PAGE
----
Life and Death Matters is available from NewSouth Books,, or your favorite retail or online bookseller.

Remembering Dan Pollitt

Tuesday, March 16th, 2010 by Brian Seidman

Dan Pollitt, professor emeritus at the University of North Carolina Law School and contributor to two volumes of political essays published by NewSouth Books, Where We Stand: Voices of Southern Dissent and American Crisis, Southern Solutions, died earlier this month; he was 88.

Pollitt was a graduate of Wesleyan University and Cornell Law, and he served in World War II as a Marine Infantry Officer. He served on the Southern Regional Council, on the board of the American Association of University Professors, and on the national boards of the ACLU and Southerners for Economic Justice. He has litigated and published widely in the areas of labor law, civil liberties, and civil rights. He fought for integration in the 1950s, supported gay rights in newspaper editorials, and supported the abolition of the death penalty.

In one of his last editorials, published in the News & Observer, Pollitt sympathized with soldiers fighting in Afghanistan after his own experiences in World War II. Some suggestions he made included stopping the drone bombings when innocent civilians might be killed; re-purposing rather than destroying poppy plants so as not to deprive the farmers of their livelihood; and bringing in more doctors and construction works to help heal and rebuild the country. Friends suggested that Pollitt’s progressive opinions here were suggestive of his character.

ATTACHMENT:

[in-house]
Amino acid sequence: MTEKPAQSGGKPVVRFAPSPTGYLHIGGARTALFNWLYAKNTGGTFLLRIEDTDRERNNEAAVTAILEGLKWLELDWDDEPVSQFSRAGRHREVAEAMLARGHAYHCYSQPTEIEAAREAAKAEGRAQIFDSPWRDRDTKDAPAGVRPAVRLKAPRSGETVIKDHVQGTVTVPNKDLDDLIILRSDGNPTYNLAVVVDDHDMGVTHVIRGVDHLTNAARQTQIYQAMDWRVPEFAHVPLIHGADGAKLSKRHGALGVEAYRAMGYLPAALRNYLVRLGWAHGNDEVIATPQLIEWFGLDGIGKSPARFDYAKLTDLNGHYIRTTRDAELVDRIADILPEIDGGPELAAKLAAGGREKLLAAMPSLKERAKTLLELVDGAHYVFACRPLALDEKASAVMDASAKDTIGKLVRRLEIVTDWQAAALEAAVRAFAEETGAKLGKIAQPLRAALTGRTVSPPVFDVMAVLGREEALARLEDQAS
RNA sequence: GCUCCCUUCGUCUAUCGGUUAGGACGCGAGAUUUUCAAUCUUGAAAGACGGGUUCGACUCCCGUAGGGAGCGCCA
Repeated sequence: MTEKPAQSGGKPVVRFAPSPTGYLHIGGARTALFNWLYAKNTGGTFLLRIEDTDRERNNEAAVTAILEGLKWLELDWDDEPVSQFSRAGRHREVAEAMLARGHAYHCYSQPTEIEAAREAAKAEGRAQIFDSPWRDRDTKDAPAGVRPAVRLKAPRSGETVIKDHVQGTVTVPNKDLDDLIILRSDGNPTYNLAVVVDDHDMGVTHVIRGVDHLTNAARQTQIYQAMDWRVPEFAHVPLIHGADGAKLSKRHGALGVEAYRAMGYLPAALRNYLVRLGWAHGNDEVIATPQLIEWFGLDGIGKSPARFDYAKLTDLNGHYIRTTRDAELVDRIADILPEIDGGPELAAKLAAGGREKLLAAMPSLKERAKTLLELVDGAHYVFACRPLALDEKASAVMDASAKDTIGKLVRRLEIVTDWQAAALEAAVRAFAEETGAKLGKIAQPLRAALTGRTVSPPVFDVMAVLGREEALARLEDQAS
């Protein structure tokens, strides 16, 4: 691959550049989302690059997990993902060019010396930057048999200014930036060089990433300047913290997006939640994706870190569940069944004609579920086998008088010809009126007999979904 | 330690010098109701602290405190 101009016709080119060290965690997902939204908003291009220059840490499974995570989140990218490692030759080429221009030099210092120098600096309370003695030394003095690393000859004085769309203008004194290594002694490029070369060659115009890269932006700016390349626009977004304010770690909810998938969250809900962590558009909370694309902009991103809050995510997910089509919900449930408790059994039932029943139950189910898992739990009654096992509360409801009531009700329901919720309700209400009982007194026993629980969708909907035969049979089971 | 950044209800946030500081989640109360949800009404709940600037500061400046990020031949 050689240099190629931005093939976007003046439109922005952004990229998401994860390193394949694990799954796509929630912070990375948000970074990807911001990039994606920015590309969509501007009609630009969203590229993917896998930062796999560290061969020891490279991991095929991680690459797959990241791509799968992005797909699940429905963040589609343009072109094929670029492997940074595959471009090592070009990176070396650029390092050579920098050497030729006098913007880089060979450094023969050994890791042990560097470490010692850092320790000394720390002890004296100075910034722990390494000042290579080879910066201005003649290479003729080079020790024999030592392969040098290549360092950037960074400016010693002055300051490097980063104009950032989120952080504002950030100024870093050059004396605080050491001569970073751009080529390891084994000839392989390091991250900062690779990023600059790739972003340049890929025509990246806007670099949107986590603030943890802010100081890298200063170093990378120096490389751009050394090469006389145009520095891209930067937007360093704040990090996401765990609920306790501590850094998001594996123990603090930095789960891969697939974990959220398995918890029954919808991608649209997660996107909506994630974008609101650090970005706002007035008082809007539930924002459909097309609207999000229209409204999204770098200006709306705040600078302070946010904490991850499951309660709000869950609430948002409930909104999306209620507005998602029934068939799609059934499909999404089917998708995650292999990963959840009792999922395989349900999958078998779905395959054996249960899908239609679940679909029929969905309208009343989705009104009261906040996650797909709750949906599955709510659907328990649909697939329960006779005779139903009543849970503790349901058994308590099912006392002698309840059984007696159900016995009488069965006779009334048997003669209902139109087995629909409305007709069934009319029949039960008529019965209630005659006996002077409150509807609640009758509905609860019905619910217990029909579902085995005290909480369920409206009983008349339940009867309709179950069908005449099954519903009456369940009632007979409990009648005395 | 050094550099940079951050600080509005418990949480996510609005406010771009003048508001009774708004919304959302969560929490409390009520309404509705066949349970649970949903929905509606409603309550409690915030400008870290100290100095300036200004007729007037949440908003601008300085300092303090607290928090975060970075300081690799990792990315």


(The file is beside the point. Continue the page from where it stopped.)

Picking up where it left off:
Author and professor Dan Carter remembered long-time friend Pollitt. “The last time I saw him,” Carter said, “he and Gene Nichol and I agreed to do a book presentation at the Regulator in Durham. It was a small crowd, but Dan gave his spiel with the kind of passion that most people reserve for an audience of thousands. And his indignation over the way in which our government had betrayed our best values as a nation seemed more conservative — in the best sense of the word — than radical. We often talk glibly about ‘inspirational mentors’ but Dan was the best kind and a needed reminder that we can’t give up, no matter how difficult things may seem.”

Read the News & Observer obituary of Dan Pollitt.